Relic home built by Lowrey family destroyed by fire Christmas Eve morning

Fire destoys an old house built by the Lowrey family around 1904-05 early Christmas Eve morning. Poteau Fire Department Chief Jon Pickel said the cause of the fire is still under investigation. Photo by Jon Pickel/Poteau Fire Department
By: 
David Seeley
PDN Editor

A house built in the early 1900s by the Lowrey family at 405 North Earl Street in Poteau was destroyed by fire early Christmas Eve morning.
Poteau Fire Department Chief Jon Pickel said the call came in about a half hour after midnight.
"The call came in about 12:30 a.m. (Christmas Eve morning)," Pickel said. "There was a massive amount of fire when we arrived on the scene. We protected the exposure, then we let it go (until the fire burnt itself out). It was an unoccupied house, but it did have utilities."
Pickel said it took almost nine hours for the fire to pretty much die out.
"We got there about 12:35 a.m., and we left (at around 9 a.m.)," he said. "It was still burning inside (as of Christmas Eve morning)."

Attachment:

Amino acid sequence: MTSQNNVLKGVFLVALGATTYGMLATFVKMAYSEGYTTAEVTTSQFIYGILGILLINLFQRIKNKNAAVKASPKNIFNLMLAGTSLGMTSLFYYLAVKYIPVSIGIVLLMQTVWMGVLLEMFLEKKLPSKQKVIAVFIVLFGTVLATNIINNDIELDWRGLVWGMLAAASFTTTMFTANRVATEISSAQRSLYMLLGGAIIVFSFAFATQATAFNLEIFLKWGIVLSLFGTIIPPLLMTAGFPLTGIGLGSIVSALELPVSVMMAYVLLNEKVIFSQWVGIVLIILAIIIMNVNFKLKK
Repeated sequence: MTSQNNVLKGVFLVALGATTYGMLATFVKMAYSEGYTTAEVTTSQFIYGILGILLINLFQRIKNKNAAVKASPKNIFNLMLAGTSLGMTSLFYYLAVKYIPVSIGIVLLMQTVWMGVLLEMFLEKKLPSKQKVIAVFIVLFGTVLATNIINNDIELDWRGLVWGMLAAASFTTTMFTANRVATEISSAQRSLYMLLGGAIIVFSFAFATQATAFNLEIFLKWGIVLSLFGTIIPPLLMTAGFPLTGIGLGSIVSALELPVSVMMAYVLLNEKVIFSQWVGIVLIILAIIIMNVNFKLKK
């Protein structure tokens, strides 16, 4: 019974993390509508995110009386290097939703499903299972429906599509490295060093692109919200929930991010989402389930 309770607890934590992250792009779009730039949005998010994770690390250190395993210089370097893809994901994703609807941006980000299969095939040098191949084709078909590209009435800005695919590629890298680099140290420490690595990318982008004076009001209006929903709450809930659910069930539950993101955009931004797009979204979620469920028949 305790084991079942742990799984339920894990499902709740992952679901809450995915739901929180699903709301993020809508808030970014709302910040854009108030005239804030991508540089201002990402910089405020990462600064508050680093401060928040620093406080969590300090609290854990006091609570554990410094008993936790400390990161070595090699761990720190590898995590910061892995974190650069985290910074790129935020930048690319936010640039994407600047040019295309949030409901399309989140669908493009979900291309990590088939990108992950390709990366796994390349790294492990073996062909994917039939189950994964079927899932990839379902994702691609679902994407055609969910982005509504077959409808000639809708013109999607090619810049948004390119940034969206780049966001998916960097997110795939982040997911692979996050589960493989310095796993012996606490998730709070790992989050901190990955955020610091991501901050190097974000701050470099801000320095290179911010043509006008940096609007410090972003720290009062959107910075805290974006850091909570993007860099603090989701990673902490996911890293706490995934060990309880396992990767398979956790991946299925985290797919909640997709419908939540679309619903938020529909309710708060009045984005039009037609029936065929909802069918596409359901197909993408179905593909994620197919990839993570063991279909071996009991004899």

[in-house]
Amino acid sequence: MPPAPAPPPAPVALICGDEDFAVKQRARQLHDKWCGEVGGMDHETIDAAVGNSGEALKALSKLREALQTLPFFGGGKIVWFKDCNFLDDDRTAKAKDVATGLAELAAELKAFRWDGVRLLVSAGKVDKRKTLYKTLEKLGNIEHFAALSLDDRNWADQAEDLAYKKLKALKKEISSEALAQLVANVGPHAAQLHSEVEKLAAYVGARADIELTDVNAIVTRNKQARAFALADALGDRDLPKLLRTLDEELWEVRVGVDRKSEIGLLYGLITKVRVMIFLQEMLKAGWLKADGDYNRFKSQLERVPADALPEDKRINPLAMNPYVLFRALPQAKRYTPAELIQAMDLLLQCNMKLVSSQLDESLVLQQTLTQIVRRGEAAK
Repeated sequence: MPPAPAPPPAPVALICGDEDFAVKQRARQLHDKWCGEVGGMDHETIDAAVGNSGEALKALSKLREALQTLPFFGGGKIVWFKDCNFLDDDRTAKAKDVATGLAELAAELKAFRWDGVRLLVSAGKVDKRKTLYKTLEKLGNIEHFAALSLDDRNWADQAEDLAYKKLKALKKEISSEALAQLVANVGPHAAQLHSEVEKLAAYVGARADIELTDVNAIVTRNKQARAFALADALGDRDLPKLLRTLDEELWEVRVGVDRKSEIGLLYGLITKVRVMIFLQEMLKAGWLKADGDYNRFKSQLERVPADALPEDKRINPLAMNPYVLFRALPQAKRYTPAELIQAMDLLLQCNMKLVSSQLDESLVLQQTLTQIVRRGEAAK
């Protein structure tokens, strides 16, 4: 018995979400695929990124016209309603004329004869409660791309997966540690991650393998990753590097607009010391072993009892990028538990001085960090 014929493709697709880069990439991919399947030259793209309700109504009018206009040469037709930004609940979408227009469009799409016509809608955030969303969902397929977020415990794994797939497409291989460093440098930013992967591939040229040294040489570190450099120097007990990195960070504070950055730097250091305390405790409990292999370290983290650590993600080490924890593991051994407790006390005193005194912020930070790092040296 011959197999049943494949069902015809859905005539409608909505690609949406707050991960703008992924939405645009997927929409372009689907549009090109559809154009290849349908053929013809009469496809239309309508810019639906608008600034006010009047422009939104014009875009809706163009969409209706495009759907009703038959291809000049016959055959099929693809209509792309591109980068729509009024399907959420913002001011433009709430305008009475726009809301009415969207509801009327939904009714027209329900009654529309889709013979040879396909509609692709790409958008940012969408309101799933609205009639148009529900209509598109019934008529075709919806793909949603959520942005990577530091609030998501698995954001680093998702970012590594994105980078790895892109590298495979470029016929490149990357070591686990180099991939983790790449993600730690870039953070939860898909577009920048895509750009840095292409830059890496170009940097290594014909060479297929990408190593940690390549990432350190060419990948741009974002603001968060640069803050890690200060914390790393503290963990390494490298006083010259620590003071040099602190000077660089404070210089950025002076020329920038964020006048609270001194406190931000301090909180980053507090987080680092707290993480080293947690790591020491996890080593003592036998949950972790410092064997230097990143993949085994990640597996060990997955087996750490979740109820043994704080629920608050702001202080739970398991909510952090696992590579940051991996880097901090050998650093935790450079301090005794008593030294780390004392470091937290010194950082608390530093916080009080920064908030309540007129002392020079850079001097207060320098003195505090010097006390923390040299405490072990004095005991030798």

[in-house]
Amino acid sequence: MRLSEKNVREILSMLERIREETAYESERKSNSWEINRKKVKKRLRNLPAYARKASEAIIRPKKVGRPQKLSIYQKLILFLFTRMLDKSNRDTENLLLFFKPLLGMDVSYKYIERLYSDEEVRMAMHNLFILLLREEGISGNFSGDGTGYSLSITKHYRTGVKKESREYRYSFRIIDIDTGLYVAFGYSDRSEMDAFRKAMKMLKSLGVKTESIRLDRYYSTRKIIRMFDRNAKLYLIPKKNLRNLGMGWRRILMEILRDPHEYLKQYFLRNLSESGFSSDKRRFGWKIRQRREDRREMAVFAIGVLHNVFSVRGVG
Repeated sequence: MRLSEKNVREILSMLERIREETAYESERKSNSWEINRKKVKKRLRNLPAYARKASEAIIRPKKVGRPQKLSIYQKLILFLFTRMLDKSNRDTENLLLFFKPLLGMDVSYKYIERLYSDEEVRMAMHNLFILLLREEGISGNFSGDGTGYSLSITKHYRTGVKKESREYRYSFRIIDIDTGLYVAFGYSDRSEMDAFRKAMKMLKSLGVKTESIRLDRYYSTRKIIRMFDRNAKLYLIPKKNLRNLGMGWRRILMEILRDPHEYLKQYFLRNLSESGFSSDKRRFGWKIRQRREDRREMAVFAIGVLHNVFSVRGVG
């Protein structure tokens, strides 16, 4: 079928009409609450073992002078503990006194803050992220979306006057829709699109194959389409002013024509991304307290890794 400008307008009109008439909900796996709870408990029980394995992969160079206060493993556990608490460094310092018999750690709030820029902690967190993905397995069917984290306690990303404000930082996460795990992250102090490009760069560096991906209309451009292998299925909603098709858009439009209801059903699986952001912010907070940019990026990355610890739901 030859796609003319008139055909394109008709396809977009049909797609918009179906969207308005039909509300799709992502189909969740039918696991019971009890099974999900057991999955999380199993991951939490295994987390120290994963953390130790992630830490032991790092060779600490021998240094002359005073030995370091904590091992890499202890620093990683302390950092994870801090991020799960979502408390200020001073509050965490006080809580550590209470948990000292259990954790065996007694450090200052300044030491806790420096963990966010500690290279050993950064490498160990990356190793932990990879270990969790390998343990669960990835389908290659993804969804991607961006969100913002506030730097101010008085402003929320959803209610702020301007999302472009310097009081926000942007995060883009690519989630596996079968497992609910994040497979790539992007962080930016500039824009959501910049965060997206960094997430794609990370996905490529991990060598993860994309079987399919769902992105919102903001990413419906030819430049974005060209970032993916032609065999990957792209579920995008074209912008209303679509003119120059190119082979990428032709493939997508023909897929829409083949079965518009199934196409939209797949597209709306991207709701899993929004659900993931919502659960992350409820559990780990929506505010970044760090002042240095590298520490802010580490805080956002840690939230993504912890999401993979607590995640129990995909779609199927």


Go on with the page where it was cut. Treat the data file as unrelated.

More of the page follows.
Pickel said there were no injuries to either civilians or his Poteau Fire Department firefighters, and that the fire is still under investigation as to what caused the fire.
The longtime Poteau Fire Department Chief said the house was historic and a loss for the city of Poteau.
"We lost an old house that was built in the early 1900s," Pickel said. "it was probably built around 1904 or 1905, somewhere in there. We lost an old relic that not many people knew was there. It was the old Lowrey place, the same family that built the Lowrey Hotel. The old house was built with a central heat coal-burning furnace in it. It had doors in the basement that you could drive an old Model A pick-up truck underneath the house and unload coal. "
Pickel said that another old structure on the property was not damaged in the house fire.
"In the front yard, there's something kind of cool," he said. "It looks like an outbuilding, but it's not. it's actually the old War Bond Building that sat in the middle of Dewey Avenue right in front of the Lowrey Hotel where they sold war bonds. They just moved it up to (the 405 Earl Street property) when the war was over. It's still fine. It looks like it's a little apartment now, like someone fixed it up nice. It's got pictures hanging up on the wall with utilities."
Pickel said as of 9:30 a.m. Christmas Eve morning that efforts to reach someone connected with the property were still unsuccessful.
"I'm still trying to figure out who owns it," he said. "I called a telephone number, but no one was there (to answer). We're still trying to figure out how to make notification."

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